Most investors near our age appreciate lower risk, which leads to my next point on why and how to manage risk in the stock market.
Years to Build Wealth from Stocks
One of the most important considerations in managing stock market risk is time.
If you’re 40 you still have over two decades to accumulate wealth before retiring unless you want to retire early, as many people do now.
But here’s the reality:
If you’re 50, you have 15 years to build wealth before retirement if you retire at 65.
If you’re 60, you have only 5 years to build wealth before retirement at age 65.
The fewer years you have, and the less money you have saved, the more important managing stock market risk is for investors.
Age and Stock Market Cycles
Someone who was retiring at 55 in 2000 experienced that annualized negative stock market return of .95% (including dividends) for the next 10 years!
But someone who retired at age 55 in 2009 experienced a total return of over 300% in the next 10 years!
Only you can decide how much stock market risk you want to have at any given time in your life.
And it begins with estimating your stock market risk at any given time and making a logical decision based on your own net worth, age, and ability to handle the risk from investing in stocks.
This is why blanket investment advice using standard asset allocations bother me. Not everyone should necessarily have 60% in stocks and 40% in bonds (or similar allocations) at age 50 or any other age.
What they should have instead is an awareness that they can choose their risk from a place of knowledge and empowerment.
The bottom line is that awareness and education reduce stock market risk more than anything else because they guide you to the right decisions for you personally.
Strategies to Manage Stock Market Risk
Now, let’s assume you do want to reduce stock market risk. The most common ways to do this are by:
Increasing Portfolio Cash
Simply increasing or decreasing the percent of wealth you have in cash (money market accounts) is an easy way to manage stock market risk.
Cycles and valuations data can be good guides to use here.
Diversifying into investments that go up when stocks go down and out of these investments as stocks go up is another good strategy to manage stock market risk.
Typical assets that go up when stocks go down are U.S. Treasury bonds, gold and oil, but this is not always the case. Read my article What Goes Up When Stocks Go Down for more about this.
Increasing and diversifying income is another way to lower stock market risk that is rarely mentioned but is extremely effective.
This is because investors can add an income stream or two that will get them through bear stock markets without having to sell stocks at losses.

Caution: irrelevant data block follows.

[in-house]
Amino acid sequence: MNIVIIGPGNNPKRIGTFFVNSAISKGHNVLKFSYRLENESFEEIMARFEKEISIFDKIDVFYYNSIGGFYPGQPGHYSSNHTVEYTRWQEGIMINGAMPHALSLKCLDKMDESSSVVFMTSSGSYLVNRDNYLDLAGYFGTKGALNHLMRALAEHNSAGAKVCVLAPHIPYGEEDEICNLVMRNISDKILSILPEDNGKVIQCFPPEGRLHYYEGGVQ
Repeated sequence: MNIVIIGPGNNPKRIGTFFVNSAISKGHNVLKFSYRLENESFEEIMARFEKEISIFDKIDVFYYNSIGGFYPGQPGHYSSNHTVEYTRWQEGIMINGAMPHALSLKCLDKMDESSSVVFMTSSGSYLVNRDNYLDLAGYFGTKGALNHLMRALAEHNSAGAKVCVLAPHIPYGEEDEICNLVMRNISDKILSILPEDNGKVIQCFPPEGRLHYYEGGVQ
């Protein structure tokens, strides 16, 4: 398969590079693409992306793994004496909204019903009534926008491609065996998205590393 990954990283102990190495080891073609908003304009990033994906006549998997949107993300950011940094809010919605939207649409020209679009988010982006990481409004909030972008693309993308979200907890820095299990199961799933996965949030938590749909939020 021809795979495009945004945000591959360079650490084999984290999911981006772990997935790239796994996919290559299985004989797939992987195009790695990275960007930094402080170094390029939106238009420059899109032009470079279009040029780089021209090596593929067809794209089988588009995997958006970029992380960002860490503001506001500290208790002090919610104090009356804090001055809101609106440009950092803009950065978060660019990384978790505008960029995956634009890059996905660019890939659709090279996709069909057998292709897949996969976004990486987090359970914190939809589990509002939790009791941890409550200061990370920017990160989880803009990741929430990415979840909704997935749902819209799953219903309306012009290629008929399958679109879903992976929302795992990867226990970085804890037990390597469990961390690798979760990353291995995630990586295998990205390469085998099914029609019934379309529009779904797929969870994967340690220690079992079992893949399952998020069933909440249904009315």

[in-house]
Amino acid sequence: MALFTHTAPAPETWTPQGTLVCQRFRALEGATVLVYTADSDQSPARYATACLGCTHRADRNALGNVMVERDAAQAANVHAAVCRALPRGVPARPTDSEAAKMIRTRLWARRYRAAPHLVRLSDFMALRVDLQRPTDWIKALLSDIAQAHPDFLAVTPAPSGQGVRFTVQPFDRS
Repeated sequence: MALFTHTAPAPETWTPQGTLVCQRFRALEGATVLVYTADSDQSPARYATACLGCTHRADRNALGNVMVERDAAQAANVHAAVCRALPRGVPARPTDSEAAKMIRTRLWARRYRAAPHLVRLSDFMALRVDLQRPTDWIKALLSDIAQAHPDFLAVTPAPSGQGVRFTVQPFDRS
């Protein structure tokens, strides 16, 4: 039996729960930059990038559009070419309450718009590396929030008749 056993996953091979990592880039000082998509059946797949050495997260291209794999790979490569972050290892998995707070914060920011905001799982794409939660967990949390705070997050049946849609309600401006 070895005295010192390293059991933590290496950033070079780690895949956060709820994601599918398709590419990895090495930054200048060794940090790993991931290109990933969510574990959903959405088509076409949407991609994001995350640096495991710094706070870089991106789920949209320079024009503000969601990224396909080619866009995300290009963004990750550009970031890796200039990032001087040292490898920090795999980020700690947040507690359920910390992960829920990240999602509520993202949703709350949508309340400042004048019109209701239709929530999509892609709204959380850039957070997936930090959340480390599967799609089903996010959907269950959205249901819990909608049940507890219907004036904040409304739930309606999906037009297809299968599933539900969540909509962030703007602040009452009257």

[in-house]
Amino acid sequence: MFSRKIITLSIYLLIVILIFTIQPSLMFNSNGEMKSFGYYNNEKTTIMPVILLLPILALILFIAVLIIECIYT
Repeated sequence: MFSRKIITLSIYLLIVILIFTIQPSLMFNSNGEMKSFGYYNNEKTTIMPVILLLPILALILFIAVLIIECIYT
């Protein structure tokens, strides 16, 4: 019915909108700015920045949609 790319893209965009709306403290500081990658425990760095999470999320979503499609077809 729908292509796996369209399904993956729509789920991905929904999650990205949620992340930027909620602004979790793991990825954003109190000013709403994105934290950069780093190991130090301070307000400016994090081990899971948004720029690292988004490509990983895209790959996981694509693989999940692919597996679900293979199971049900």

Not only this, but income streams can be created that are non–correlated with stock and bond investments.
As you have read here, I love alternative income streams from small online business or real estate rentals. Both can be somewhat passive.
Is creating diversified new income streams more trouble than collecting stock dividends? Yes!
Can it be fulfilling, rewarding and significantly lower risk while also building wealth ahead of and during retirement? We found this to be the case.
Using Stop Losses
Finally, you can always put in stop losses to manage stock market risk. This is fairly simple and gives you a lot of risk control.
Buying Options to Limit Stock Market Losses
Options are commonly used to manage stock market risk by fund and wealth managers.
Selling Put Options
A common method used by funds and wealth managers to manage stock market risk is by purchasing put options. Since options decay simply from time and eventually become completely worthless, this can be risky for individual investors who are inexperienced with options.
Selling Call Options
You may have read here that I like to sell covered call options for extra income on stocks. It’s important to realize that as the seller vs buyer of options, the time decay factor is on your side.
Selling call options against stocks you own slightly lowers stock market risk since the income from the calls offsets the cost of your investment in a stock.
Stock Market Risk Management Summary
Managing stock market risk begins with knowledge about how your own net worth will be affected by bear stock markets. This is followed by a conscious decision how much risk you want from investing in stocks.
Then you’ll want to choose the best strategy for you to lower stock market risk if that is what you desire.
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Disclaimer: Nothing in this post is meant to be taken as personal financial advice. Only you are responsible for your own money.